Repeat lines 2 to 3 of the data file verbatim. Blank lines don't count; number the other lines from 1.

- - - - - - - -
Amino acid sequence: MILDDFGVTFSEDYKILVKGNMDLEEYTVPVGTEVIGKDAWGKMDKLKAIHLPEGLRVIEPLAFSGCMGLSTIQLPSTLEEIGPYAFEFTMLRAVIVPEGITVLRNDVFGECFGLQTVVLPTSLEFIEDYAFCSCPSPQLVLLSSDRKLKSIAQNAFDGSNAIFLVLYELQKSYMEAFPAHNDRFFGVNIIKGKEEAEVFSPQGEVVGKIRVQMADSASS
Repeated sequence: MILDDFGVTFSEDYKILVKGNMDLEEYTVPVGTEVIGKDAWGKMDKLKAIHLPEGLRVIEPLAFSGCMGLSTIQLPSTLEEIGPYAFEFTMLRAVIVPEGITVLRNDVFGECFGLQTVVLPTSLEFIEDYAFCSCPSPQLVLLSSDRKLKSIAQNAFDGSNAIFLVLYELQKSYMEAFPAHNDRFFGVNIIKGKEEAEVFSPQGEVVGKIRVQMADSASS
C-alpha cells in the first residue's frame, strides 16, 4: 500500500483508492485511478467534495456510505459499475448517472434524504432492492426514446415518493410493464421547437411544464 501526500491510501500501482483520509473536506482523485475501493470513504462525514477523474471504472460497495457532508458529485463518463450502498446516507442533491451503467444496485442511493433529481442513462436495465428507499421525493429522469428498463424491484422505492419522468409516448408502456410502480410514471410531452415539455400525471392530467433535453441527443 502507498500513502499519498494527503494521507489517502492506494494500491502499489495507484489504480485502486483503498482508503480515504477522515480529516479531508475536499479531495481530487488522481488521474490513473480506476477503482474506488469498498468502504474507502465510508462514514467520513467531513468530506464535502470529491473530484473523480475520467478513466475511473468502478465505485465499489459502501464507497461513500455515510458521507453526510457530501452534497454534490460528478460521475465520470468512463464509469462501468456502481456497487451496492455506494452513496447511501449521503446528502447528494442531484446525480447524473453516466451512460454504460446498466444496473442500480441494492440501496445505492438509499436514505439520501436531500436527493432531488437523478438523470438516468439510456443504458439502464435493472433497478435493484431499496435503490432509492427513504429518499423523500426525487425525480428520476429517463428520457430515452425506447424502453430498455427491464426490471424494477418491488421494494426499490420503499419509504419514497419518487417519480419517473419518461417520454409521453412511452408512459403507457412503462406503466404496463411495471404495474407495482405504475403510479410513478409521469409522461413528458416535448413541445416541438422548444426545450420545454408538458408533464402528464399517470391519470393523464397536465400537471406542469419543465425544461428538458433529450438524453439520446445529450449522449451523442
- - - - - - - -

Repeated sequence: MILDDFGVTFSEDYKILVKGNMDLEEYTVPVGTEVIGKDAWGKMDKLKAIHLPEGLRVIEPLAFSGCMGLSTIQLPSTLEEIGPYAFEFTMLRAVIVPEGITVLRNDVFGECFGLQTVVLPTSLEFIEDYAFCSCPSPQLVLLSSDRKLKSIAQNAFDGSNAIFLVLYELQKSYMEAFPAHNDRFFGVNIIKGKEEAEVFSPQGEVVGKIRVQMADSASS
C-alpha cells in the first residue's frame, strides 16, 4: 500500500483508492485511478467534495456510505459499475448517472434524504432492492426514446415518493410493464421547437411544464 501526500491510501500501482483520509473536506482523485475501493470513504462525514477523474471504472460497495457532508458529485463518463450502498446516507442533491451503467444496485442511493433529481442513462436495465428507499421525493429522469428498463424491484422505492419522468409516448408502456410502480410514471410531452415539455400525471392530467433535453441527443 502507498500513502499519498494527503494521507489517502492506494494500491502499489495507484489504480485502486483503498482508503480515504477522515480529516479531508475536499479531495481530487488522481488521474490513473480506476477503482474506488469498498468502504474507502465510508462514514467520513467531513468530506464535502470529491473530484473523480475520467478513466475511473468502478465505485465499489459502501464507497461513500455515510458521507453526510457530501452534497454534490460528478460521475465520470468512463464509469462501468456502481456497487451496492455506494452513496447511501449521503446528502447528494442531484446525480447524473453516466451512460454504460446498466444496473442500480441494492440501496445505492438509499436514505439520501436531500436527493432531488437523478438523470438516468439510456443504458439502464435493472433497478435493484431499496435503490432509492427513504429518499423523500426525487425525480428520476429517463428520457430515452425506447424502453430498455427491464426490471424494477418491488421494494426499490420503499419509504419514497419518487417519480419517473419518461417520454409521453412511452408512459403507457412503462406503466404496463411495471404495474407495482405504475403510479410513478409521469409522461413528458416535448413541445416541438422548444426545450420545454408538458408533464402528464399517470391519470393523464397536465400537471406542469419543465425544461428538458433529450438524453439520446445529450449522449451523442